Puts cows and spruce trees together for any length of time and this is what you get — trunks pruned of branches and bark rubbed smooth.
In pastures with few trees the damage is even greater for it’s here the cattle gather when sun beats down, when rain and hail pelt them, when snow falls thick and fast.
The earth also suffers as their hooves churn the soil to dust or mud holes or frozen lumps, depending on the season. Little can grow under such a pounding.
All part of the price of hamburger and steaks.
I never saw a Purple Cow
I never hope to see one,
But I can tell you, anyhow,
I’d rather see than be one!
The cow that ate the tall larkspur didn’t turn purple but it might have gotten sick. The plant has a bad rep among ranchers. It can make animals extremely ill. Worst case: it kills them. Not a good thing.
How toxic depends on the season and location and how much the bovine belts back — apparently, to a cow, it’s quite tasty.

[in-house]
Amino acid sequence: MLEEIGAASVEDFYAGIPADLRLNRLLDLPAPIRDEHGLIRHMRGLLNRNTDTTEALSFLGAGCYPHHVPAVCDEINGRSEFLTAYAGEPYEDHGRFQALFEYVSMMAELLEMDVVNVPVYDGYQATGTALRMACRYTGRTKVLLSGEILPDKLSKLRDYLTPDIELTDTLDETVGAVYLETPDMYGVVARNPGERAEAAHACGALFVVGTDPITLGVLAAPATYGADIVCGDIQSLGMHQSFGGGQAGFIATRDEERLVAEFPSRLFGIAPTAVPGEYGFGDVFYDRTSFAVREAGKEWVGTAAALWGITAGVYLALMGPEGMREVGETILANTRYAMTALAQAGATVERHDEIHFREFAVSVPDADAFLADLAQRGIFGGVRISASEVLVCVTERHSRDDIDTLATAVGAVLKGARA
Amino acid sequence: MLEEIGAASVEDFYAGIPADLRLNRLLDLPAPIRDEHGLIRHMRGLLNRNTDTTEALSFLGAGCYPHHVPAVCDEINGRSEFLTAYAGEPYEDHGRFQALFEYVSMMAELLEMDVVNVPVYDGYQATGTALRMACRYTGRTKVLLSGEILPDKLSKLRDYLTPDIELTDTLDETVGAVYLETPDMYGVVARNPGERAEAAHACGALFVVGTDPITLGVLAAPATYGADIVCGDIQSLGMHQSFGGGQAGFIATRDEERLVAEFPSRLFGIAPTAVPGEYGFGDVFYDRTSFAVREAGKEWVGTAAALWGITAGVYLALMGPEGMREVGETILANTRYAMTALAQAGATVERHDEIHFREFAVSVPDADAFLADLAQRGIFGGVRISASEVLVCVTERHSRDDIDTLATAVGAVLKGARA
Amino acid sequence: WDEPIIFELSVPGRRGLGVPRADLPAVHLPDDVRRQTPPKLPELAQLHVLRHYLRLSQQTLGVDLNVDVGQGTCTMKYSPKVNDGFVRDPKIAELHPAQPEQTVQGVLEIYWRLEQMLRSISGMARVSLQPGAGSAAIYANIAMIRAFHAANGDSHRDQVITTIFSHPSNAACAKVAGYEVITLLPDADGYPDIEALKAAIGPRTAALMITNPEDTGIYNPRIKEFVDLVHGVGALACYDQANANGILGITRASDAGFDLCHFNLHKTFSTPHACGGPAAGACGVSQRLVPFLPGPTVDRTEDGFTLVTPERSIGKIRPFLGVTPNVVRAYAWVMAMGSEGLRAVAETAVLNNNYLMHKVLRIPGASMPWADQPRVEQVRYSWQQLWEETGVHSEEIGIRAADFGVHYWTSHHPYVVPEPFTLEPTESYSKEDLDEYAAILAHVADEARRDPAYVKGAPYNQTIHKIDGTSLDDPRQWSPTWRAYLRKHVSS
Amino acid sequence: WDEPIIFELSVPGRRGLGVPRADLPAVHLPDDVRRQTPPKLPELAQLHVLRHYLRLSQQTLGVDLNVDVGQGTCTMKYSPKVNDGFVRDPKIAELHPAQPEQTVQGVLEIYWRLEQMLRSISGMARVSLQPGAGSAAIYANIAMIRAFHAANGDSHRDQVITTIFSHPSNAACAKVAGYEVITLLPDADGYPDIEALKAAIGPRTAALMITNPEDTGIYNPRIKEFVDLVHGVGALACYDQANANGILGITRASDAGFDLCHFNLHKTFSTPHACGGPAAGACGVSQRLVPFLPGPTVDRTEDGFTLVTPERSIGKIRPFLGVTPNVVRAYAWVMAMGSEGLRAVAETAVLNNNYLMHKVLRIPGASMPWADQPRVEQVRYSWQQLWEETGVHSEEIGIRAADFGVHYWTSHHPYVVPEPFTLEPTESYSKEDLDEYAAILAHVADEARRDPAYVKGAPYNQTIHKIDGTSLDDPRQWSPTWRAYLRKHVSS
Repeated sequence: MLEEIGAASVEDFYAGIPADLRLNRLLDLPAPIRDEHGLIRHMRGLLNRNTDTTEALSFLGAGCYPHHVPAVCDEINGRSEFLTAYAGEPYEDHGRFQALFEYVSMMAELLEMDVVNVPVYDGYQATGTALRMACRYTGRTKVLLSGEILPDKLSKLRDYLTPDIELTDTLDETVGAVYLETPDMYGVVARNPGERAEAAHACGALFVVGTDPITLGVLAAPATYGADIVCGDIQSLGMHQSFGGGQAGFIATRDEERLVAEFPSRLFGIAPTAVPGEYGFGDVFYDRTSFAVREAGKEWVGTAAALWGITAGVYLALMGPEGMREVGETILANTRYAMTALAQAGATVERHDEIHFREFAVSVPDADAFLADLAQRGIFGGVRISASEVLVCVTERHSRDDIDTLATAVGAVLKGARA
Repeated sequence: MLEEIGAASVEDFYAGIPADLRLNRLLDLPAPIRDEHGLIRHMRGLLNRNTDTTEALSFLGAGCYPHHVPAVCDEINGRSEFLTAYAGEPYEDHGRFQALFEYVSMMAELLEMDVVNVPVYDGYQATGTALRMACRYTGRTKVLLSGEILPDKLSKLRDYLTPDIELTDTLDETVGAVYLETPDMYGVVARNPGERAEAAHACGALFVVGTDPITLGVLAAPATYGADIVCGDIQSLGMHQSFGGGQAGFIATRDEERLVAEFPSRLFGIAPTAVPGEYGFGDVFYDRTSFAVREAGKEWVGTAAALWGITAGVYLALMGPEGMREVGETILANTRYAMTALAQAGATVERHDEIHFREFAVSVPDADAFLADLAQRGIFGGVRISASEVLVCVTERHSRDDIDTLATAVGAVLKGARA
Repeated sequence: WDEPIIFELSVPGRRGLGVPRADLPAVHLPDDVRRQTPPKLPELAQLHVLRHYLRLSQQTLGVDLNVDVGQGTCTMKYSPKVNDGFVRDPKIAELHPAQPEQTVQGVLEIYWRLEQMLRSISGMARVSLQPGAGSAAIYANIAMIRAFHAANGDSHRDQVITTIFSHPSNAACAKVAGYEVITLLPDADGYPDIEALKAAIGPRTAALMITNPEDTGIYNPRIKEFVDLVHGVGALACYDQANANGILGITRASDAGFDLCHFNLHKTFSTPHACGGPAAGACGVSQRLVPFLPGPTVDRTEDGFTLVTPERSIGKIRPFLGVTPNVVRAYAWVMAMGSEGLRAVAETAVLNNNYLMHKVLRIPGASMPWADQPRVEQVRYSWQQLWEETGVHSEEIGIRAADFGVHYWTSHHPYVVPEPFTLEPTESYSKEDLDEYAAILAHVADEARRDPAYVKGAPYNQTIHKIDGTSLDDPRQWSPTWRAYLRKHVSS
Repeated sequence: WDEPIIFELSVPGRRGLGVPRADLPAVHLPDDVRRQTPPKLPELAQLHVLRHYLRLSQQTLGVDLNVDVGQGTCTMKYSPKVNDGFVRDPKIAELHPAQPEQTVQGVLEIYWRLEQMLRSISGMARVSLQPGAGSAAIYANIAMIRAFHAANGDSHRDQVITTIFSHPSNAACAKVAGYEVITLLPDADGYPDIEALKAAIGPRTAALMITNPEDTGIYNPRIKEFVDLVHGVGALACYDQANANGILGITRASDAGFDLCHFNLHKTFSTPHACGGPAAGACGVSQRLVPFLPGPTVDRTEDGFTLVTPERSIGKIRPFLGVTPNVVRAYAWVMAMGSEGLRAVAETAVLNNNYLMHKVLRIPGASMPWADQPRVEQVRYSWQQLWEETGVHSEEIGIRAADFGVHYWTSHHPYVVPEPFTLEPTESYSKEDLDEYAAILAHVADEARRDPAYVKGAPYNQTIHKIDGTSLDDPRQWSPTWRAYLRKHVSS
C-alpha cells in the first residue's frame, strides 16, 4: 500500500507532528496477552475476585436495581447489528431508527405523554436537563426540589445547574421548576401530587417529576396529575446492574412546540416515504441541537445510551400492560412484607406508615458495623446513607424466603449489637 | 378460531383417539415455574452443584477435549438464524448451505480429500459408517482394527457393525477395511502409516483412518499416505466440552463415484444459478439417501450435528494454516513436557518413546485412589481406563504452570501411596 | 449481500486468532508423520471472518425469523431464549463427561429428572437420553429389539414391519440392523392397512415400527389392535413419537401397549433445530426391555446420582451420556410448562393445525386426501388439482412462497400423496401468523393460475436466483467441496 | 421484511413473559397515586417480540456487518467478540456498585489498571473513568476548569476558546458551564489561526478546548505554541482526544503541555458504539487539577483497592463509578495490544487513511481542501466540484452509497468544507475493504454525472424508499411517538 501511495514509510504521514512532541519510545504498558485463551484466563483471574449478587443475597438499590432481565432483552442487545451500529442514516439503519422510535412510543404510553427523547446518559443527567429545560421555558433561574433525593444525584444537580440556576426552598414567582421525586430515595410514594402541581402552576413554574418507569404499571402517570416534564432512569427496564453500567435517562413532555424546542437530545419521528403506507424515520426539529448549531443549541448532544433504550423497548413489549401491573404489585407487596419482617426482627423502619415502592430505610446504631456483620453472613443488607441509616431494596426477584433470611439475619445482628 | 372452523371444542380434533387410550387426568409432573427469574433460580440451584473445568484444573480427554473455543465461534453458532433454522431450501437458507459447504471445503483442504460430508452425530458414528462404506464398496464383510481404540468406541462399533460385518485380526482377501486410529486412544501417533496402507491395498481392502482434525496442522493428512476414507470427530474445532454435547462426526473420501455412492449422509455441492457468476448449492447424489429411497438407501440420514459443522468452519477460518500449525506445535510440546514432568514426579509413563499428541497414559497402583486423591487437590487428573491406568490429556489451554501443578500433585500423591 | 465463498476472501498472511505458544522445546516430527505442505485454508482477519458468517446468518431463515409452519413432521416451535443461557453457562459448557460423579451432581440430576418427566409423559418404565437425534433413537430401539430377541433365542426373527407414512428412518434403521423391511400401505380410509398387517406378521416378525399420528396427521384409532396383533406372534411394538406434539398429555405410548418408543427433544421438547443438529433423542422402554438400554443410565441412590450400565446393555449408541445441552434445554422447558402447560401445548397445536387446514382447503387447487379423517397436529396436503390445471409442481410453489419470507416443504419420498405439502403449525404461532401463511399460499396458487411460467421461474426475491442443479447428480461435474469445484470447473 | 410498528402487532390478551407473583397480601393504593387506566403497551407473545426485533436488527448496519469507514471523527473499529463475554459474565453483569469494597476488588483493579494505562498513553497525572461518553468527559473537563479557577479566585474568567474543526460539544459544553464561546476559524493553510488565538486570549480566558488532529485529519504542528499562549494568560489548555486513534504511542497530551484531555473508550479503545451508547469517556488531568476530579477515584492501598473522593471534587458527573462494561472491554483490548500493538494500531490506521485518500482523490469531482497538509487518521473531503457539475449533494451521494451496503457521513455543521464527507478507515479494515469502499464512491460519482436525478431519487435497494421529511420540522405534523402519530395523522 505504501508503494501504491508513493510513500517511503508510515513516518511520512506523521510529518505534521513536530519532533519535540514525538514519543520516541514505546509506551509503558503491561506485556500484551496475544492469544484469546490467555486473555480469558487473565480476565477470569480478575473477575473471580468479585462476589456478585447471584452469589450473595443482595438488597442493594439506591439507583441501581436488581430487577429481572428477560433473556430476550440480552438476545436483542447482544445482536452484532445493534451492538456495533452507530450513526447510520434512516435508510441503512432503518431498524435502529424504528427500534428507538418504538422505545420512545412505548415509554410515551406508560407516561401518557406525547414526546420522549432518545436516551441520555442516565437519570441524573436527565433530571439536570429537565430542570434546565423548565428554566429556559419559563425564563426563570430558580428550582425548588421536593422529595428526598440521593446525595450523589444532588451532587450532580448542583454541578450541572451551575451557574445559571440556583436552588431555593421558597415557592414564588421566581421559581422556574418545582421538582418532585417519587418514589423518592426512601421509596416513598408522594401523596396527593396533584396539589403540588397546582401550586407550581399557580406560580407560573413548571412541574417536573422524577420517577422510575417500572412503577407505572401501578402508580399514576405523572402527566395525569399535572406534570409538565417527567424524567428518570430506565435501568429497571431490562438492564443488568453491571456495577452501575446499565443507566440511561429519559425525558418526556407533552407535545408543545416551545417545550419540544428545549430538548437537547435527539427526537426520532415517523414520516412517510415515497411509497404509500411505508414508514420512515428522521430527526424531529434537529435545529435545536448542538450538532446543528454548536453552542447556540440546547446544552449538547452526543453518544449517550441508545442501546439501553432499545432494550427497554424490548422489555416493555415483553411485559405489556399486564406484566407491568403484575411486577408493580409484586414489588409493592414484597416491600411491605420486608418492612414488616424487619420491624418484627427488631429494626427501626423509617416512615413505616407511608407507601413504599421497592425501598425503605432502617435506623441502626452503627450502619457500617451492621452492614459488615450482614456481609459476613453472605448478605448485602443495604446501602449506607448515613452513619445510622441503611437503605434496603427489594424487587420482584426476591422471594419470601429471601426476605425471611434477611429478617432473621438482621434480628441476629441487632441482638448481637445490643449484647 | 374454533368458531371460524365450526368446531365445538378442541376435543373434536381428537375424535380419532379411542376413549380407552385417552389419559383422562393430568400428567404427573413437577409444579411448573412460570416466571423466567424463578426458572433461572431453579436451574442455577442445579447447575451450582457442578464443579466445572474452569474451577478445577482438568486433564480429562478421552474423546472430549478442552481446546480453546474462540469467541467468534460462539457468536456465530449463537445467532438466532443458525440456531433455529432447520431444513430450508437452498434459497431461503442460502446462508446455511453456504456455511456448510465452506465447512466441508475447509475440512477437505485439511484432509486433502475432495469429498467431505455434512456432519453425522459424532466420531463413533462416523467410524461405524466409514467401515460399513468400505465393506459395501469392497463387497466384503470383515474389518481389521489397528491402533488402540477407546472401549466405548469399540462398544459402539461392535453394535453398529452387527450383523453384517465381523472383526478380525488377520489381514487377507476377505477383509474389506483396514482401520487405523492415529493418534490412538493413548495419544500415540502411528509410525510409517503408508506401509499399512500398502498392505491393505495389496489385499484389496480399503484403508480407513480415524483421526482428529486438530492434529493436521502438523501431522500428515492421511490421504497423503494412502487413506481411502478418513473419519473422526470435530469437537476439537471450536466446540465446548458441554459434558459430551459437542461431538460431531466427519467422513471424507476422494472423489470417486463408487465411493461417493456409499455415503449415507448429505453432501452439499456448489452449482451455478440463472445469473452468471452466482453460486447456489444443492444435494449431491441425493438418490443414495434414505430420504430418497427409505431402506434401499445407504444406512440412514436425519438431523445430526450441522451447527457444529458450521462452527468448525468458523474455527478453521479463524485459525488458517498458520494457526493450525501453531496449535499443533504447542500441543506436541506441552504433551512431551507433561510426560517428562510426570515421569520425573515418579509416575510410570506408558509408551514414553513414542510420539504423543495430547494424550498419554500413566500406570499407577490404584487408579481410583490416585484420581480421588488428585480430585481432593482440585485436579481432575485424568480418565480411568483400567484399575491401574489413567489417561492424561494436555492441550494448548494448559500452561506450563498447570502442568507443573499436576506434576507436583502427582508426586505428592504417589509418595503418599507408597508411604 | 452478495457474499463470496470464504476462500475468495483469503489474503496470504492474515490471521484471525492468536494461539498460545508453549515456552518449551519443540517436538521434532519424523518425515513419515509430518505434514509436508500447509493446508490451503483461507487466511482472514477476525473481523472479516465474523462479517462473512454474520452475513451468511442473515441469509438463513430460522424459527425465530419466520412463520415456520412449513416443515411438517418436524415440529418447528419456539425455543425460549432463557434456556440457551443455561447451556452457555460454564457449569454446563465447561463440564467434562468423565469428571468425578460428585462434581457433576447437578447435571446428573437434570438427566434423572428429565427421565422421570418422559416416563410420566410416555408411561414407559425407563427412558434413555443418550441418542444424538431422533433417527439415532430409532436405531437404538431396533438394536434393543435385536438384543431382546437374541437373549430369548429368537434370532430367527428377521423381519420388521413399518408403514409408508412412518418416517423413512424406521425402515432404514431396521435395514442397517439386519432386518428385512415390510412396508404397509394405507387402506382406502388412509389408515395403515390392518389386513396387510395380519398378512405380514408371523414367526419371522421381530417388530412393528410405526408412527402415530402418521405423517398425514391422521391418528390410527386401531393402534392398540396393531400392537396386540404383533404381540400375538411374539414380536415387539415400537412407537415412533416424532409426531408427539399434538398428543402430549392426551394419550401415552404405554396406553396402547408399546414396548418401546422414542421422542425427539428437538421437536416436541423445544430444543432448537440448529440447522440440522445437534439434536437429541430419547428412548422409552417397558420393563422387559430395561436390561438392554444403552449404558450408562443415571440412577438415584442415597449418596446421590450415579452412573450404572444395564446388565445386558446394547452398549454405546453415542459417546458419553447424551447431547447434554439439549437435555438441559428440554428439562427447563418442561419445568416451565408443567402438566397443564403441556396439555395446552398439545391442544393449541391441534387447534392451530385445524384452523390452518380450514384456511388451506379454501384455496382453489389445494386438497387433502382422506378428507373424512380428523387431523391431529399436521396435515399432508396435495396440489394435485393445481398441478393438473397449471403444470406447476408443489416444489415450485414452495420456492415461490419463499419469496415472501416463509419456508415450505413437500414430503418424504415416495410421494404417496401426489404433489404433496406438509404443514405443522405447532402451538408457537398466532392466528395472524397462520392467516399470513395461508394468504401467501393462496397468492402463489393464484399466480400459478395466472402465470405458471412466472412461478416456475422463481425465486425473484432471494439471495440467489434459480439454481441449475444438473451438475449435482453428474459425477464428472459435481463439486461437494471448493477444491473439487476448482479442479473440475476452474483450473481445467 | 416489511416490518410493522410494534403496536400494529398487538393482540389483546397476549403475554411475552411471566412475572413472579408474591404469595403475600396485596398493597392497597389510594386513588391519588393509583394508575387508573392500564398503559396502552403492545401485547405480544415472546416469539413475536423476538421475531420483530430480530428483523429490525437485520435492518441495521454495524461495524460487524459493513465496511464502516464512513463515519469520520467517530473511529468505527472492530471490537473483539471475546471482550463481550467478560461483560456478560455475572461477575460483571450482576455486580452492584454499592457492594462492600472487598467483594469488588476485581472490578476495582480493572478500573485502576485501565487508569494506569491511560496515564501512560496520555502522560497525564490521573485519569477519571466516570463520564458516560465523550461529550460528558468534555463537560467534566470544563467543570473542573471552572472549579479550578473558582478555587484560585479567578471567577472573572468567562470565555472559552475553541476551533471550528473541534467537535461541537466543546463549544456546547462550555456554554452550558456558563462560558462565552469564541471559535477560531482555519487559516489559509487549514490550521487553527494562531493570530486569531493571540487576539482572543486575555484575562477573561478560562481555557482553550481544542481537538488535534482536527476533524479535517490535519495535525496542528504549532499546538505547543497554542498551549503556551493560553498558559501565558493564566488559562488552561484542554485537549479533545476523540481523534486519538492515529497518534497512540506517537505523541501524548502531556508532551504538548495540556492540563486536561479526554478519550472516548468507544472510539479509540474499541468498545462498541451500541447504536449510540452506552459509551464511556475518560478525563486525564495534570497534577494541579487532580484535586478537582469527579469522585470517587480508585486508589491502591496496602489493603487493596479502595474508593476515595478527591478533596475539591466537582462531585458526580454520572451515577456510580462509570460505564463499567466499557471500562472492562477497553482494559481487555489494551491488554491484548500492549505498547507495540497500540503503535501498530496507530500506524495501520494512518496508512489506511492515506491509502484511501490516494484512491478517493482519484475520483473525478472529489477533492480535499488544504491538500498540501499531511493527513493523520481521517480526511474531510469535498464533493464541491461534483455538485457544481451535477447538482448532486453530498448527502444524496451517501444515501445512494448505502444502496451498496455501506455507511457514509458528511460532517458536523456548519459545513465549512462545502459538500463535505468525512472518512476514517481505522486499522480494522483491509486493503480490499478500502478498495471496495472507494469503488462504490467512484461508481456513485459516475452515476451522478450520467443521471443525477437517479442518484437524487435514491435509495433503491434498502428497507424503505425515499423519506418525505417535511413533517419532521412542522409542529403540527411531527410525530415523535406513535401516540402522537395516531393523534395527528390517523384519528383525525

I found the few plants the same day as the spotted coralroot orchids and decided to record the flower growth over the coming weeks. That cow beat me to them. On my third visit the flower stalks were gone. Chewed to a nub.
June 18, 2016 Clustered flower buds
June 18, 2016 Leaves
June 18, 2016 Flower stalks
July 3, 2016 Note the spurs on the flowers
Guess I need to be faster on my hooves.
Did You Know?
Tall larkspur belongs to the buttercup family. Among its relatives (many of whom you also don’t want to eat) are clematis, columbine, monkshood, anemones and white watercrowfoot.
Tall larkspur Delphinium glaucum